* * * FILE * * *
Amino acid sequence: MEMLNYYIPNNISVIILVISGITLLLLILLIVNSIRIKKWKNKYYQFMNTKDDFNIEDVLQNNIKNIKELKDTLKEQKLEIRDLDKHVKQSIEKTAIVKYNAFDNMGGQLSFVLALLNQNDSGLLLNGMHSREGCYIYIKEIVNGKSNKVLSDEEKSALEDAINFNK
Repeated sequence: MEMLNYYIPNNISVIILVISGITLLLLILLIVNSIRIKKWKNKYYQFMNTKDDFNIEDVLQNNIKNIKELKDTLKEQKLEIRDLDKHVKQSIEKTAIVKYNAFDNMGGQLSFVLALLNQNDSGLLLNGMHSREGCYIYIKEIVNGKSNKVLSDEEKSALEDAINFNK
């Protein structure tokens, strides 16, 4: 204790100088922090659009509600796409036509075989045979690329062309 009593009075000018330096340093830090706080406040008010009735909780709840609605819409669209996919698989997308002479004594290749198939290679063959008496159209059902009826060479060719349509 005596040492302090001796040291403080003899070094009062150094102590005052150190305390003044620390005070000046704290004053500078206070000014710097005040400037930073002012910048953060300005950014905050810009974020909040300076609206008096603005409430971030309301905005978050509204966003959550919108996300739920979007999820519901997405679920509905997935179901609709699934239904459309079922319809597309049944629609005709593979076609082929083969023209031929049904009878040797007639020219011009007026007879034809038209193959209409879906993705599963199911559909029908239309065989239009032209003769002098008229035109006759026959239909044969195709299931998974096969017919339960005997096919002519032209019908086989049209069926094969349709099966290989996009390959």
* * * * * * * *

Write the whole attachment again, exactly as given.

Amino acid sequence: MEMLNYYIPNNISVIILVISGITLLLLILLIVNSIRIKKWKNKYYQFMNTKDDFNIEDVLQNNIKNIKELKDTLKEQKLEIRDLDKHVKQSIEKTAIVKYNAFDNMGGQLSFVLALLNQNDSGLLLNGMHSREGCYIYIKEIVNGKSNKVLSDEEKSALEDAINFNK
Repeated sequence: MEMLNYYIPNNISVIILVISGITLLLLILLIVNSIRIKKWKNKYYQFMNTKDDFNIEDVLQNNIKNIKELKDTLKEQKLEIRDLDKHVKQSIEKTAIVKYNAFDNMGGQLSFVLALLNQNDSGLLLNGMHSREGCYIYIKEIVNGKSNKVLSDEEKSALEDAINFNK
């Protein structure tokens, strides 16, 4: 204790100088922090659009509600796409036509075989045979690329062309 009593009075000018330096340093830090706080406040008010009735909780709840609605819409669209996919698989997308002479004594290749198939290679063959008496159209059902009826060479060719349509 005596040492302090001796040291403080003899070094009062150094102590005052150190305390003044620390005070000046704290004053500078206070000014710097005040400037930073002012910048953060300005950014905050810009974020909040300076609206008096603005409430971030309301905005978050509204966003959550919108996300739920979007999820519901997405679920509905997935179901609709699934239904459309079922319809597309049944629609005709593979076609082929083969023209031929049904009878040797007639020219011009007026007879034809038209193959209409879906993705599963199911559909029908239309065989239009032209003769002098008229035109006759026959239909044969195709299931998974096969017919339960005997096919002519032209019908086989049209069926094969349709099966290989996009390959």